By Stephen Giles

  • England end the day on 343/7 (88 overs)
  • Joe Root scores 134 runs
  • Australia yet to bat

CARDIFF, UK – The cry of “Roooot” echoed around the SWALEC stadium as Joe Root once again salvaged England from being swallowed up with a dazzling counter-attacking 134, as The Ashes lived up to its pre-match billing with a captivating first day in Cardiff.

A wonderful 153 fourth-wicket partnership between Root (134 from 166) and Gary Ballance (61 from 149) catapulted the hosts back into contention after a tough start on a day which has ebbed and flowed with cut and thrust, in one direction to the next.

Alastair Cook won the toss and elected to bat on a pitch offering little for the seamers. Nevertheless, they soon found themselves in an all-too familiar predicament as three wickets fell in quick-fire time. Cook, and England would have had dreams of a marauding start to the series, however this was soon checked, with Cook cutting at the second ball after the drinks break and edging spinner Nathan Lyon into the gloves of Brad Haddin for 20.

That followed the early departure of Ashes-debutant Adam Lyth, who was out on the 12th ball of the morning, albeit after a superb David Warner catch down low, gifting Josh Hazlewood his first Ashes wicket in his first over.

Three consecutive maidens followed for Hazlewood, who was the pick of the Aussie bowlers, emphasising that he will be a real handful for England’s left-handers this series.

Two wickets down and in need of runs, who should enter the fray but Ian Bell, hero from 2013 but desperately seeking a score. Interestingly, six of Bell’s last nine Test innings have either been zero or one. The Warwickshire man’s demise continued as he was soon trapped lbw by Mitchell Starc, for one and England were reeling at 43-3.

England would have been in all-sorts of disarray had Haddin not dropped Joe Root second ball off the bowling of Starc: 43 for three should really have become 43 for four. Luckily Haddin’s mishap was the kick-start England needed and signaled the time for the liveliest batting of the morning session.

Boundaries poured down as Root effortlessly counter-punched the dynamic Starc, Johnson and Hazelwood. Despite Ballance having a thirteen-over head start, Root soon overtook him. Ballance, offering stoical backing was reminded of the danger posed by Mitchell Johnson, taking a severe blow to the chest via his bat to reach lunch on 28 not-out, with Root’s aggression bringing him 33 off only 24 deliveries, taking England to 88-3 at lunch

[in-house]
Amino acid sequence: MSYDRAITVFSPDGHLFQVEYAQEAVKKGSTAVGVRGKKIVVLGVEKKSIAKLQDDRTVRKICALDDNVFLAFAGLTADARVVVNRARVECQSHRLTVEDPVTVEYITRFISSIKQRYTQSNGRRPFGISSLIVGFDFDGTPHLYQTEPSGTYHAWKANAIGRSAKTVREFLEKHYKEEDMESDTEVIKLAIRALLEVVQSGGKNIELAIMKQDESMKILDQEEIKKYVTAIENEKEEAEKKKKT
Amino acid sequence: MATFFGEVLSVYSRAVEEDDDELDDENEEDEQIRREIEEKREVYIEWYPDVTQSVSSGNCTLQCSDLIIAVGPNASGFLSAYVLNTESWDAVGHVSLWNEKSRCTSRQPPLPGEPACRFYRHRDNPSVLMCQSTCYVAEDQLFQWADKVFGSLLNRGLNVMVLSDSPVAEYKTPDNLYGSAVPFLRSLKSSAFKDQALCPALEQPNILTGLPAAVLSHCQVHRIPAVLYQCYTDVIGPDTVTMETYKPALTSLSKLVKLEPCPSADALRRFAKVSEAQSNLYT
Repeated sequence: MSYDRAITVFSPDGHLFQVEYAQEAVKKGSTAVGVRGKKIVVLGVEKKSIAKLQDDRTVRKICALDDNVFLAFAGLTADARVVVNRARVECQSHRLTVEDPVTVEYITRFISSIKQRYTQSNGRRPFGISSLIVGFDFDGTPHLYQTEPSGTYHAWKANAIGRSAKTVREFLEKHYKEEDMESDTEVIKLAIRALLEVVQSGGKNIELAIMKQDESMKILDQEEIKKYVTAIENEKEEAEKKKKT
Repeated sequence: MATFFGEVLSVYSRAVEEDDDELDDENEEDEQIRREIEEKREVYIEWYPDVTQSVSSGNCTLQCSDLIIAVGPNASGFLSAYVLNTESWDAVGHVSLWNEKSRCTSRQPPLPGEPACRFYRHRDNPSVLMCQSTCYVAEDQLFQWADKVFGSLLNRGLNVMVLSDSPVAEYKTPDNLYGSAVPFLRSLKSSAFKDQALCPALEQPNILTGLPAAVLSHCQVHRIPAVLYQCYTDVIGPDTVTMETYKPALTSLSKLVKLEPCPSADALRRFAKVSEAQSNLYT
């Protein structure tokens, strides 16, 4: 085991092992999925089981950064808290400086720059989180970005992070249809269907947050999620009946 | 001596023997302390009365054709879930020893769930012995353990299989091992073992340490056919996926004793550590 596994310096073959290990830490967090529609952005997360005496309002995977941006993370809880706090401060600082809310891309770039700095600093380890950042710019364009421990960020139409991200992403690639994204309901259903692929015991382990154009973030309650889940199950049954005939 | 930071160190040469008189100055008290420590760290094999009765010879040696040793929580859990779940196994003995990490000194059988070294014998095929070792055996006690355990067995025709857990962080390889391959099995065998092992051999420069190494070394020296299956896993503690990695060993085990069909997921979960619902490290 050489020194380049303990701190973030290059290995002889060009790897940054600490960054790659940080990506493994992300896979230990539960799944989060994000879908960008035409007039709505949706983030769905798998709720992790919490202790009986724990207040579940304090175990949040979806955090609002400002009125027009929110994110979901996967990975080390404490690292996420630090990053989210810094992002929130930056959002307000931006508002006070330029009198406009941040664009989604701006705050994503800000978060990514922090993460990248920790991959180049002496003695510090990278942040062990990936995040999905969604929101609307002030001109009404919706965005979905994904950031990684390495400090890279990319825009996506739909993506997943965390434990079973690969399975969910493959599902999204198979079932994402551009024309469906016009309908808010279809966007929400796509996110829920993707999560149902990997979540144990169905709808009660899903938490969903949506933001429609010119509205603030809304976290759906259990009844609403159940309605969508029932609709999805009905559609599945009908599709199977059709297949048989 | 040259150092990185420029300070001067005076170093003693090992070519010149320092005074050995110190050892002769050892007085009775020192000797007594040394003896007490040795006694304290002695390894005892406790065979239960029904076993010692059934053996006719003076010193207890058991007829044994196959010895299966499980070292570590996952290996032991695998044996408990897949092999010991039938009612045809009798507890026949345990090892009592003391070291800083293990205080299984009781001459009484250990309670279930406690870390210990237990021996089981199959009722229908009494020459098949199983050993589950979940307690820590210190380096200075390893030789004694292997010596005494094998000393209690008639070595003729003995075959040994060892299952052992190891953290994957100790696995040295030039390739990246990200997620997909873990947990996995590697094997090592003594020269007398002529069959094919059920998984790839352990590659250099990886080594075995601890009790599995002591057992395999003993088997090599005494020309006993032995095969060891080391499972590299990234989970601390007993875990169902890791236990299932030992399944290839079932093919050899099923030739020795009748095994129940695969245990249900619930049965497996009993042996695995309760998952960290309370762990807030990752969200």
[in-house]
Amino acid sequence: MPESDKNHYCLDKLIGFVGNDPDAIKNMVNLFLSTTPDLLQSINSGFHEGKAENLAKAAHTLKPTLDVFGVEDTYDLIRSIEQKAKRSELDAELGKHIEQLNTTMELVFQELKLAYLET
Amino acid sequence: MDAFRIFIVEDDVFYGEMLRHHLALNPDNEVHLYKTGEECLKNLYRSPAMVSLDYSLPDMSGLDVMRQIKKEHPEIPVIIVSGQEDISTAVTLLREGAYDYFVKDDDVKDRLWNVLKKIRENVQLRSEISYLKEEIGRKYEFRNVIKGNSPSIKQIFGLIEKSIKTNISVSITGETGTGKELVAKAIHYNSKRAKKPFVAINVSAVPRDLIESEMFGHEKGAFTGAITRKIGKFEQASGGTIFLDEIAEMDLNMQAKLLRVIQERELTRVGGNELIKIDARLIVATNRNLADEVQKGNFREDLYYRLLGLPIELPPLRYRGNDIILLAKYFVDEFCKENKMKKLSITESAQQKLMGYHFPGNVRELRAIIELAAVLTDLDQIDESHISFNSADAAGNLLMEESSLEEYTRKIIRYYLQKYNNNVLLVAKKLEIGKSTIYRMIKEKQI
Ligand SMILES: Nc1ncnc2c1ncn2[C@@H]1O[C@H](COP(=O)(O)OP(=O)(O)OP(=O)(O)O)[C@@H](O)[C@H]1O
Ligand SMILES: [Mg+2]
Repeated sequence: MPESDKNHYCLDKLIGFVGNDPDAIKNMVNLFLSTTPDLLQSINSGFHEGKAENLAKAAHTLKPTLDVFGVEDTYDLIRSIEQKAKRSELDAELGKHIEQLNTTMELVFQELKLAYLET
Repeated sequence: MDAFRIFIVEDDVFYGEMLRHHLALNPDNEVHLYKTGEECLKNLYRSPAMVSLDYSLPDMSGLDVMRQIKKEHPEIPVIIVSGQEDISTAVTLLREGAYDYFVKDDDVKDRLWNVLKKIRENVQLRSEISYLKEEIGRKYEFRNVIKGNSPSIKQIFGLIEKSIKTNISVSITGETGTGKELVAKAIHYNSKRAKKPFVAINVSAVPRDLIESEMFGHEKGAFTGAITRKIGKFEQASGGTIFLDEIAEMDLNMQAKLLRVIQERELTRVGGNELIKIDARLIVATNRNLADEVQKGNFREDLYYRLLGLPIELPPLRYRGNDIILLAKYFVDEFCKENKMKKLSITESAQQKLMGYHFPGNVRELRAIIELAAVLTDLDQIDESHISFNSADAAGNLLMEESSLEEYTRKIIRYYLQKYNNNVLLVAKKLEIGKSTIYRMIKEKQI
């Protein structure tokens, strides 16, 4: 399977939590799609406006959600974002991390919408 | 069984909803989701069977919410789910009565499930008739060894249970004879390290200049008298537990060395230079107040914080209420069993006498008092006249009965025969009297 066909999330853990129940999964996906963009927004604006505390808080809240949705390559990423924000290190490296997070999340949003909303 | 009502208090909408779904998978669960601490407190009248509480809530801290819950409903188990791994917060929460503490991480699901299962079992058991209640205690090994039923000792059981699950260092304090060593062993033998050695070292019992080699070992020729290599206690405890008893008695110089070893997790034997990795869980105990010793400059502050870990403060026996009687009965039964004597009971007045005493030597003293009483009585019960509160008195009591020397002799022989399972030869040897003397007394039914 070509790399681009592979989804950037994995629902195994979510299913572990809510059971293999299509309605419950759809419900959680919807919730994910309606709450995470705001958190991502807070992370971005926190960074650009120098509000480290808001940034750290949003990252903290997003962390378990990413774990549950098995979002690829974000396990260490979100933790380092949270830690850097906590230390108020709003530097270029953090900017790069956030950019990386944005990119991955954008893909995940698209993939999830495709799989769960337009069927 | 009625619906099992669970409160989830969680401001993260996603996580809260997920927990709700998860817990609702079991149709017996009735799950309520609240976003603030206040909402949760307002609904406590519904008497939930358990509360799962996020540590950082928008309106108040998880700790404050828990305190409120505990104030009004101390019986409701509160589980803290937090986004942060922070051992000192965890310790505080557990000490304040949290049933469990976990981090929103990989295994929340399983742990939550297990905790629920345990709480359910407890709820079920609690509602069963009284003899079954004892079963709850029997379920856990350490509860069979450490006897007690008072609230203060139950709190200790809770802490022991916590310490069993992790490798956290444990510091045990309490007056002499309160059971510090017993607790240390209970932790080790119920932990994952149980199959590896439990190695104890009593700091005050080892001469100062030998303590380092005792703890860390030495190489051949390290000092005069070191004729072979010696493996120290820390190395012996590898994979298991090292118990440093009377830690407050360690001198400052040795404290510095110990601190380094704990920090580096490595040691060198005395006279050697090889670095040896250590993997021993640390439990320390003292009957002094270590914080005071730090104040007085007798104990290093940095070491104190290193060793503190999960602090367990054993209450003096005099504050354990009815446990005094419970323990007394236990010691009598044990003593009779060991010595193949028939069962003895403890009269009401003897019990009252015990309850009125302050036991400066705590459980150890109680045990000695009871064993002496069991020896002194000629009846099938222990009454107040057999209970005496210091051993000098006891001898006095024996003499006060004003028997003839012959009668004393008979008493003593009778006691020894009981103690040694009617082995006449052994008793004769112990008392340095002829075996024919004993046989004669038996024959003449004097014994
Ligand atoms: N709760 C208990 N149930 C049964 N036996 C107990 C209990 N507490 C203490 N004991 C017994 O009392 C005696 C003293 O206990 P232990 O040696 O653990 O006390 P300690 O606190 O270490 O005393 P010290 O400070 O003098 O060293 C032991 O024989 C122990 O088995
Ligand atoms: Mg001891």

Recommencing on 33, Root swiftly moved into the nervous nineties with a sequence of graceful drives through the covers and down the ground, taking the sails out of the Australian bowler’s en-route. Ballance on the other hand hit his half-century off 127 balls with some meticulous, if understated batting.

Acting as anchor to Root’s attack-minded play, a role Ballance continuously seems to relish as England’s number three, something which has appeared to desert him of late. From the depths of desolation with England hovering at 43-3, these two took England to 190-3 at tea, before Ballance was out-done by an in-swinger from the exciting Hazelwood after the interval, breaking up the 153-run partnership for the fourth wicket, with England on 196-4.

Stokes and Root supplemented another 84 to England’s total, before Root was guilty of maybe driving one too many times by edging a wide delivery to Shane Watson at slip, off the bowling of Starc. The crowd rose as one to acknowledge England’s main man with yet another awe-inspiring innings which put England into a strong position.

With the new ball to come, Stokes eased past fifty for the third time in his short Test career, before Starc shattered his stumps and sent the Aussies into raptures, but not before rejoicing by placing a finger to his lips with Stokes (52 from 78) on his way back to the pavilion. England were 293-6 and in danger of letting all the good work vanish into thin air.

With the day drawing to a close, Mitchell Johnson came into the attack, new ball in hand and was treated to some pantomime booing and ironic cheering as Moeen Ali and Jos Buttler smacked the ball around the ground, not least Ali, whilst enjoying England’s new attacking approach, slog-sweeped Nathan Lyon for six over mid-wicket before Johnson, the villain of the piece had the last laugh by catching Buttler off the bowling of Hazelwood for a transient 27.

England finished day one on 343-7 (88 overs) with Moeen Ali 26 not-out and Stuart Broad yet to score. An interesting day, England losing key wickets at key times, but with runs on the board it sets up a tantalising second day in Cardiff.

Day two continues tomorrow starting at 11:00am BST. Follow the action with Britwatch Live Scores

 

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